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Intragastric Balloons May Help Individuals with Obesity Reach the Important Goal of Modest Weight Loss, Improve Obesity-Related Comorbidities

| March 1, 2016

A Message from Dr. Christopher Still

Christopher Still, DO, FACN, FACP, Co-Clinical Editor, Bariatric Times; Medical Director for the Center for Nutrition and Weight Management, and Director for Geisinger Obesity Research Institute, Geisinger Medical Center, Danville, Pennsylvania.
Dr. Still is also a board member of the Obesity Action Coalition, Tampa, Florida.


Dear Colleagues,
Since the United States FDA Approval of two intragastricballoon (IGB) systems (ReShape® Integrated Dual Balloon System, ReShape Medical, Inc., San Clemente, California, and Orbera™ Intragastric Balloon System, Apollo Endosurgery Inc, Austin, Texas) last summer, we have been learning more about this and other endoscopic therapies and how they may assist patients with lower BMIs. This month, Dr. Jaime Ponce discusses IGB research both in and outside of the United States; details of the procedure and programs; benefits, limitations, and adverse events, as well as a brief description of his personal experience.

I believe that the IGB and other endoscopic therapies help bridge the gap between pharmacotherapy and surgery. In turn, they provide effective treatment to patients afflicted by the disease of obesity that may otherwise not seek treatment. Although such therapies may not result in as much weight loss as bariatric surgery, the modest weight loss is nonetheless significant.

Results from US clinical trials show that patients who have the IGB experience superior excess weight loss at six months compared to patients who diet and exercise alone. It goes back to the message I’ve touted before: modest weight loss is an important and an achievable goal in controlling obesity related medical problems. Recent research agrees. In an article published last month in Cell Biology, Magkos et al1 demonstrated once again that a “moderate five percent weight loss improves metabolic function in multiple organs simultaneously, and progressive weight loss causes dose-dependent alterations in key adipose tissue biological pathways.”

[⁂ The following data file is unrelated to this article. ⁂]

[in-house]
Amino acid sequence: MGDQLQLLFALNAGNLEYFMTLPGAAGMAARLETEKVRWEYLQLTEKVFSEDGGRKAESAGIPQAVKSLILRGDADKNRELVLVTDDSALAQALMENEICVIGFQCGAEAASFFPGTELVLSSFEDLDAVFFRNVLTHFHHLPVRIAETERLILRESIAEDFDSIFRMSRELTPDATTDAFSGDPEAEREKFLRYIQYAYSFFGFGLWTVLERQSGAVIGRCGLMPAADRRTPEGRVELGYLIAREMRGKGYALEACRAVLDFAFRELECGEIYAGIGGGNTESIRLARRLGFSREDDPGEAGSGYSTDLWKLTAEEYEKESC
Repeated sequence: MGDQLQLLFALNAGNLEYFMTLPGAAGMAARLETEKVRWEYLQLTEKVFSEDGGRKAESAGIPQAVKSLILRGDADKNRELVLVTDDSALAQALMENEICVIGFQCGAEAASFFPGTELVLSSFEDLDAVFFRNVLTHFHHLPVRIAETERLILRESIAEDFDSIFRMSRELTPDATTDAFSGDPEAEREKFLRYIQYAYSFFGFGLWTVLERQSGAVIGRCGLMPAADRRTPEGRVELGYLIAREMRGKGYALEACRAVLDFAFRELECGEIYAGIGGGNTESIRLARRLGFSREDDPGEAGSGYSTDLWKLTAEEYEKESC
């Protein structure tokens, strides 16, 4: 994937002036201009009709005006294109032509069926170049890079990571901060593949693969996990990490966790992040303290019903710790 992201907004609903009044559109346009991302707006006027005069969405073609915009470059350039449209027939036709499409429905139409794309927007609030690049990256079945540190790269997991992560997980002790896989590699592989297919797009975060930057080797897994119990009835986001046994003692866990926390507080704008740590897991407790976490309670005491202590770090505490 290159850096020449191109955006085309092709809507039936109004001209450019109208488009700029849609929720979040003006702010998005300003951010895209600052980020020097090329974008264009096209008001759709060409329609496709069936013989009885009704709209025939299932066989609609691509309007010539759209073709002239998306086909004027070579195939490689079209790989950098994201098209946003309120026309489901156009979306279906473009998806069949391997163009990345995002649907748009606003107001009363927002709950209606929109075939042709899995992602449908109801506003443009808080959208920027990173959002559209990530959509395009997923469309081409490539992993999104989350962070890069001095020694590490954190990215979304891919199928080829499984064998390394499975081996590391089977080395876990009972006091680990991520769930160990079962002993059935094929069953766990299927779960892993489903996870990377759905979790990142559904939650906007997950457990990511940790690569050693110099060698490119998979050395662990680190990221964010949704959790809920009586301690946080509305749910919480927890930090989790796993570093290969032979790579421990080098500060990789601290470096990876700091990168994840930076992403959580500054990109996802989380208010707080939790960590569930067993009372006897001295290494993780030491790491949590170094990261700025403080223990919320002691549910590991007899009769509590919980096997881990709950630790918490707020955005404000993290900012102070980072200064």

Weight loss produced by IGB and other therapies indicated for patients of lower BMI (30–40kg/m2) may also have a significant impact on improving type 2 diabetes mellitus (T2DM), hypertension, obstructive sleep apnea, and nonalcoholic fatty liver disease (NAFLD). NAFLD, one of the less talked about comorbidities of obesity, encompasses steatosis, nonalcoholic steatohepatitis (NASH), fibrosis, and cirrhosis. Currently NASH is the second most common indication for liver transplantation in the country today.[2] Weight loss is the most beneficial treatment for there are unfortunately no pharmacologic treatments available. The good news is, however, that even modest weight loss has been proven to be beneficial in patients with NASH.
In addition to helping patients achieve their weight loss goals, the IGB may help with patient adherence since it is an implanted device. Unlike pharmacotherapy, the patient does not have to remember to take medications every day. Like all other adjective treatments, patients should be adherent to a comprehensive program for the IGB to be most effective.

Currently, the IGB is approved for six months of implantation. This, and other short-term devices, may also benefit patients that need to lose weight and improve their health conditions before undergoing elective surgical procedure, such as a knee or hip replacement.

Obesity medicine specialists consider IGB to be another tool in the toolbox manage patients with obesity. Just like patients on pharmacotherapy or after bariatric surgery, the more accountable the patient is gives him or her the best chance for sustained success. The IGB, along with other devices, fits into the treatment paradigm of a comprehensive approach.

Sincerely,

Christopher Still, DO, FACN, FACP

References
1.    Magkos F, Fraterrigo G, Yoshino J, et al. Effects of moderate and subsequent progressive weight loss on metabolic function and adipose tissue biology in humans with obesity. Cell Metab. 2016 Feb 22. pii: S1550-4131(16)30053-5. [Epub ahead of print]
2.    Zezos P, Renner EL. Liver transplantation and non-alcoholic fatty liver disease. World J Gastroenterol. 2014 Nov 14;20(42):15532-8.

Category: Editorial Message, Past Articles

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